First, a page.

That visualisation looks like a set of red (data centre) and green (Google Cloud) bubbles, with each bubble representing a system, and the size of the bubble representing the number of machines involved.
"This had a number of interesting side effects, one that saved me a lot of time as a programme manager to save doing status updates," van Alteren said. "Next it created a real sense of accomplishment for teams that were migrating and they could see the impact they were making."
The services migration started with mapping dependencies, as the architecture at Spotify means every microservice relies on somewhere between 10-15 others to service a customer request. This means that a 'big bang' migration, where everything stops, was not an option as customers expect constant uptime from the service.
Instead, Spotify engineering teams were tasked with moving their services to the cloud in a focused two-week sprint, where they effectively paused any product development. This also allowed those teams to start assessing their architecture and to decommission anything unnecessary.
One thing Google Cloud brought to the table specifically for Spotify during the migration is its Virtual Private Cloud (VPC) option.
"This allows you to build similar to an internal network which connects multiple projects and they can cross talk," van Alteren said.
"This gives teams good control of their own destiny, they get to do what they need to for their service and if they shoot themselves in the foot they shoot themselves in the foot and not the whole company."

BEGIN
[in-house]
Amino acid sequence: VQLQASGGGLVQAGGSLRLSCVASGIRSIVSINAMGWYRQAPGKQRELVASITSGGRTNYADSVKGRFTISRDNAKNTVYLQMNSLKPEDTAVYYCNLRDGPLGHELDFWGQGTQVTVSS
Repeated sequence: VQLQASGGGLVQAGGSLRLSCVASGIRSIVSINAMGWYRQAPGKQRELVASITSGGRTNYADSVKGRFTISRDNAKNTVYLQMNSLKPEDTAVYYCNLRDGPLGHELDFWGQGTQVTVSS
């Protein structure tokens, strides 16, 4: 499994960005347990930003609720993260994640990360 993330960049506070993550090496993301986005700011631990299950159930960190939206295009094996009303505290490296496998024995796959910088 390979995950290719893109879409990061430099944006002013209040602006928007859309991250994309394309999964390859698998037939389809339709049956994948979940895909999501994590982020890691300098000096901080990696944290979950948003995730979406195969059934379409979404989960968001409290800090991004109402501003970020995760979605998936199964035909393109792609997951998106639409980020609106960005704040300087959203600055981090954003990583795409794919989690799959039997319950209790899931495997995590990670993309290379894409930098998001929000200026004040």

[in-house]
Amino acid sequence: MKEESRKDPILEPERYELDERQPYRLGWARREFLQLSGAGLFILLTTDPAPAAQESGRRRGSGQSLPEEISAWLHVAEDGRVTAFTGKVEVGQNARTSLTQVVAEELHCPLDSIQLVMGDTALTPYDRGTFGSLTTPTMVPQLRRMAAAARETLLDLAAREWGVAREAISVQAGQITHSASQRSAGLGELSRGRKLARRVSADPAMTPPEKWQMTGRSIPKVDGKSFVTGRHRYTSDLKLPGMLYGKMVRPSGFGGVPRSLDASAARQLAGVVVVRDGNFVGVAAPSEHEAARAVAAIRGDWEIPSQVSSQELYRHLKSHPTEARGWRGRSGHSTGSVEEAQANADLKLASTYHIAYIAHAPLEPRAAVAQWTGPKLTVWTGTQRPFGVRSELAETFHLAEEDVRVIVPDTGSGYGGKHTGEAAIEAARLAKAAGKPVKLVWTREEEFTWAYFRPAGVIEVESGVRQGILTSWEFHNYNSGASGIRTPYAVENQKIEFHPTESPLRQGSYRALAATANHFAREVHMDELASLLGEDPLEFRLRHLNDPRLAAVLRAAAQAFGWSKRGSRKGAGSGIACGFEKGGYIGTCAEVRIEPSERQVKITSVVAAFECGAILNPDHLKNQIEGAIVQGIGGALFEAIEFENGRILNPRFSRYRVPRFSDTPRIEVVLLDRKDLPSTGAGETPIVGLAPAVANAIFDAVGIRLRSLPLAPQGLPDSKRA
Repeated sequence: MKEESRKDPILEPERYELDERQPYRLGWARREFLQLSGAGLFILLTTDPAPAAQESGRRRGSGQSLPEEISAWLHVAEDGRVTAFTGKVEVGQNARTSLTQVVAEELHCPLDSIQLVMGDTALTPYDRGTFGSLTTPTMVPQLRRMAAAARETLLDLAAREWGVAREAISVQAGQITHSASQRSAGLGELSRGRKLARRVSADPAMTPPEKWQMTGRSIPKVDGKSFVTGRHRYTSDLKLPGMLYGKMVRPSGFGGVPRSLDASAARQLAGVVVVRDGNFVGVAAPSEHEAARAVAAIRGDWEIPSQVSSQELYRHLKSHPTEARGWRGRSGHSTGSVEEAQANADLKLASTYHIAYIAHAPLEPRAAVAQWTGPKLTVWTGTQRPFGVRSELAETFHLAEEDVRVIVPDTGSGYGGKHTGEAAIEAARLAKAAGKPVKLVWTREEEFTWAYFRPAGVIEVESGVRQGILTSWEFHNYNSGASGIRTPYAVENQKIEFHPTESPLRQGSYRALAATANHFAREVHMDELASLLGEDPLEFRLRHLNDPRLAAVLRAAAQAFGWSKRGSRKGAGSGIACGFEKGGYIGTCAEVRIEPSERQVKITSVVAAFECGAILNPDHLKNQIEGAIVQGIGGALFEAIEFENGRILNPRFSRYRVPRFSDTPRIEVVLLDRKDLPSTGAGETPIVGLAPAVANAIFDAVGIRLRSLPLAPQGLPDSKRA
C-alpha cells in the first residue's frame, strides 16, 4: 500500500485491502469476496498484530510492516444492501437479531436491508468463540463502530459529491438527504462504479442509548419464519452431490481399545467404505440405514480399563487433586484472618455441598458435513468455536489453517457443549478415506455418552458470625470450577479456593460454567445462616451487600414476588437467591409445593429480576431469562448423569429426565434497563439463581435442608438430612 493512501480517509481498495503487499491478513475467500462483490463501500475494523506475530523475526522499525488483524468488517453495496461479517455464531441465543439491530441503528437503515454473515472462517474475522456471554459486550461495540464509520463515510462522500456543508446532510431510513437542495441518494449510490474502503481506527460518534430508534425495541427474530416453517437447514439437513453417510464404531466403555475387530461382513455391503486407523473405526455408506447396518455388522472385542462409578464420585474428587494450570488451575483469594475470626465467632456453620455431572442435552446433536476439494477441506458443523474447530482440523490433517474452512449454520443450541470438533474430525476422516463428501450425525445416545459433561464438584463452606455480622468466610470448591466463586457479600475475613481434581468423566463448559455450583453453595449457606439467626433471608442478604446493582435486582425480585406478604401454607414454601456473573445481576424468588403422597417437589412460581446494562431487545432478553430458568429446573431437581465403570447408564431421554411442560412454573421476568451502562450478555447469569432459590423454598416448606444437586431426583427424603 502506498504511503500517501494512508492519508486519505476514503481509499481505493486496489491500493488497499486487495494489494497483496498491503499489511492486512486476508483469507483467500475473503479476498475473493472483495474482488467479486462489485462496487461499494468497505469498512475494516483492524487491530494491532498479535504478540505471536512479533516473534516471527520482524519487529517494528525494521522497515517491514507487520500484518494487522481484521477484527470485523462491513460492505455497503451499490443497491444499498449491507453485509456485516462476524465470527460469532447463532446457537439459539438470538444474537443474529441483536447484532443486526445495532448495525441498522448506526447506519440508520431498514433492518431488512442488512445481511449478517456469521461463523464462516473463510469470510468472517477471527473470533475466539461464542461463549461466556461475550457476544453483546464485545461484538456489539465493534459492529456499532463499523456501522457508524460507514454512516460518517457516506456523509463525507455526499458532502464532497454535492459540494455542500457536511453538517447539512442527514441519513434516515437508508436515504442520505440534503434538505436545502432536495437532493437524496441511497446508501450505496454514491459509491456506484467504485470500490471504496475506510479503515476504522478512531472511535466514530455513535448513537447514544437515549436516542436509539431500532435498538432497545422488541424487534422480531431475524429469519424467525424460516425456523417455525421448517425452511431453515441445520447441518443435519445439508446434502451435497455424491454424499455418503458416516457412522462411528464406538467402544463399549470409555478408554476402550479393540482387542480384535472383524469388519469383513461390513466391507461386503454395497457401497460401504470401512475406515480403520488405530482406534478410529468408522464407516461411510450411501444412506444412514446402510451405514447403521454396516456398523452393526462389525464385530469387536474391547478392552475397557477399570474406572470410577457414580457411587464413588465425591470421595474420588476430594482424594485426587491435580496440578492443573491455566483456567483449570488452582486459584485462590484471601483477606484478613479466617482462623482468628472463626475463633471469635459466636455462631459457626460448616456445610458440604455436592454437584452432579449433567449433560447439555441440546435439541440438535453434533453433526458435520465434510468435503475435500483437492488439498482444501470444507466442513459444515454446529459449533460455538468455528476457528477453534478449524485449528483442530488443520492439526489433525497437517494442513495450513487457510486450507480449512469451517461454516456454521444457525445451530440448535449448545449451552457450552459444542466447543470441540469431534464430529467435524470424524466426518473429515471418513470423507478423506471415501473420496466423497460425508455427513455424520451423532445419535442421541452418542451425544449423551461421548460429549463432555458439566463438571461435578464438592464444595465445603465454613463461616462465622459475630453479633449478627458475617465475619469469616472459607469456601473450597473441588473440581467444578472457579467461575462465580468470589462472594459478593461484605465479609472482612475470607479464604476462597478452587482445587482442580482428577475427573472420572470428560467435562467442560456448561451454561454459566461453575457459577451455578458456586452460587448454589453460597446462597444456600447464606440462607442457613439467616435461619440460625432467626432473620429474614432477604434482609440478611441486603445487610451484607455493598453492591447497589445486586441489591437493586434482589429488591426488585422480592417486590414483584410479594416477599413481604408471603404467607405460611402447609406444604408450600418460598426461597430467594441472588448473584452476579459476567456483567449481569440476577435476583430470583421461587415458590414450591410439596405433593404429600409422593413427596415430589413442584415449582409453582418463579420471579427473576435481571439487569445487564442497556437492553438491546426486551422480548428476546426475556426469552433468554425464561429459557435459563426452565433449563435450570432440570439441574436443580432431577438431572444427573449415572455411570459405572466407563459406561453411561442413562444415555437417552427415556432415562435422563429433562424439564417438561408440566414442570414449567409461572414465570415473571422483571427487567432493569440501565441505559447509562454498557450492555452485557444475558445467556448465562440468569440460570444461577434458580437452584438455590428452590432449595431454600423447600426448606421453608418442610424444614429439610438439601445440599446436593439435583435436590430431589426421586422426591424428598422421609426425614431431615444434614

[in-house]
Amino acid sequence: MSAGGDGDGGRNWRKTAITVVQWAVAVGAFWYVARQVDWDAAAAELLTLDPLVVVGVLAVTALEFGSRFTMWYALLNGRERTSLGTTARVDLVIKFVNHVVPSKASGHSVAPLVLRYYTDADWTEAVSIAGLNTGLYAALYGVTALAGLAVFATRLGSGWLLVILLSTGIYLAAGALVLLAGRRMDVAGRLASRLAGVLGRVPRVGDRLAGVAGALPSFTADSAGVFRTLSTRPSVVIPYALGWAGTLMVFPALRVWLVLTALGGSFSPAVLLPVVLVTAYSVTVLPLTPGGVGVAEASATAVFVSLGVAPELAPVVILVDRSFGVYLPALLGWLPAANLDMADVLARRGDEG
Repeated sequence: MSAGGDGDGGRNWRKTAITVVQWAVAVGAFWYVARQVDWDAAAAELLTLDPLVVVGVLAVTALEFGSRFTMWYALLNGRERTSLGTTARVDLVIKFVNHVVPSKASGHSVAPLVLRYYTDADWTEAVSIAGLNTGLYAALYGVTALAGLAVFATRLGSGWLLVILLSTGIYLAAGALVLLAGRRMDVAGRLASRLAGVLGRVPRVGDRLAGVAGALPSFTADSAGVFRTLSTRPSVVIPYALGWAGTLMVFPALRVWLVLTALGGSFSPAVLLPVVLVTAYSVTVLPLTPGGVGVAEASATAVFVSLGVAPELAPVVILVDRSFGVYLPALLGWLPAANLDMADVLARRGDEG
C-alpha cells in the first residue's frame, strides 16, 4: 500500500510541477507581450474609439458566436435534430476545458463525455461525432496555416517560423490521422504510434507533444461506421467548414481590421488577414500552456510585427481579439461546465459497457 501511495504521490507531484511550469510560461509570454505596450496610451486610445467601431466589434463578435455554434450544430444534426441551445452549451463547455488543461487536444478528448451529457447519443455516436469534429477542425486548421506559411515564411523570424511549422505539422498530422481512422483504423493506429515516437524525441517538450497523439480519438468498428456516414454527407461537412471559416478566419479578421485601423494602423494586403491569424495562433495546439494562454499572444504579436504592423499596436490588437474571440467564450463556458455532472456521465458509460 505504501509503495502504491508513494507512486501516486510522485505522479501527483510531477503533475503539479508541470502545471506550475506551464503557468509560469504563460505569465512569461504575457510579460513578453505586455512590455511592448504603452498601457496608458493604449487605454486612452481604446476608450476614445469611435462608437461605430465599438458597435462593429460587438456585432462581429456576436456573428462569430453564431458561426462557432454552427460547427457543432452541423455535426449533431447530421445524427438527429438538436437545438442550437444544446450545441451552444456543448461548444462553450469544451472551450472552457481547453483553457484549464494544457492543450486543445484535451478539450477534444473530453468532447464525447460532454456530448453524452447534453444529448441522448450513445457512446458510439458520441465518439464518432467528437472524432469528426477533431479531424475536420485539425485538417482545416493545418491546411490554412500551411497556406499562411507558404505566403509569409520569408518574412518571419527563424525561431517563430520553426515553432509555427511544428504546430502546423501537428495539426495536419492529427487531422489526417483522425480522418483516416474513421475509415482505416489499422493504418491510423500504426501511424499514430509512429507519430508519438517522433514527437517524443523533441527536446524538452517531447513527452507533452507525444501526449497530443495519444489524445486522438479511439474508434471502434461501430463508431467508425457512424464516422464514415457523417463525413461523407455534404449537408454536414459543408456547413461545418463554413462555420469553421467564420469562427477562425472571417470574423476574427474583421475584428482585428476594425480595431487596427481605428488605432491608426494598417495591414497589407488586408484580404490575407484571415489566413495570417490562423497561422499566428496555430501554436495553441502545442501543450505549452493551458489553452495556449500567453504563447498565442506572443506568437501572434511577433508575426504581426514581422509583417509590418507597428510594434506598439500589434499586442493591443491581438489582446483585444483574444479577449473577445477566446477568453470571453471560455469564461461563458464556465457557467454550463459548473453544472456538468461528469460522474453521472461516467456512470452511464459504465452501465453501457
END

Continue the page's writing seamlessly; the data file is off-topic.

The second blocker was latency caused by the Virtual Private Network (VPN). As it started the migration, Spotify found that shifting 1,200 or so microservices took up a lot of VPN bandwidth.
"To be honest the VPN service at that time was more or less scaled for an office of 25 developers," he said. "When we showed up with four data centres that didn't work so well, so we collaborated with Google and got this to work solidly pretty quickly. So we built multiple gigabytes of network pipes between our data centres and Google Cloud to get that dependency problem to disappear."
Once these blockers had been removed Spotify was able to start moving user traffic over to the cloud. "Another key realisation in the service migration was that we could decouple service migration from moving our user traffic," van Alteren said.
"So we deliberately separated these roadmaps to focus on getting these applications ready to run on Google Cloud and a separate roadmap that allowed us to gradually connect more and more users with GCP, which allowed us to control the reliability, user experience and our migration speed, and how much traffic was flowing over these VPN links as well."
Once that migration was in full flow the central migration team started to secretly induce failures in those cloud systems, recording how the teams reacted and recovered on the new architecture.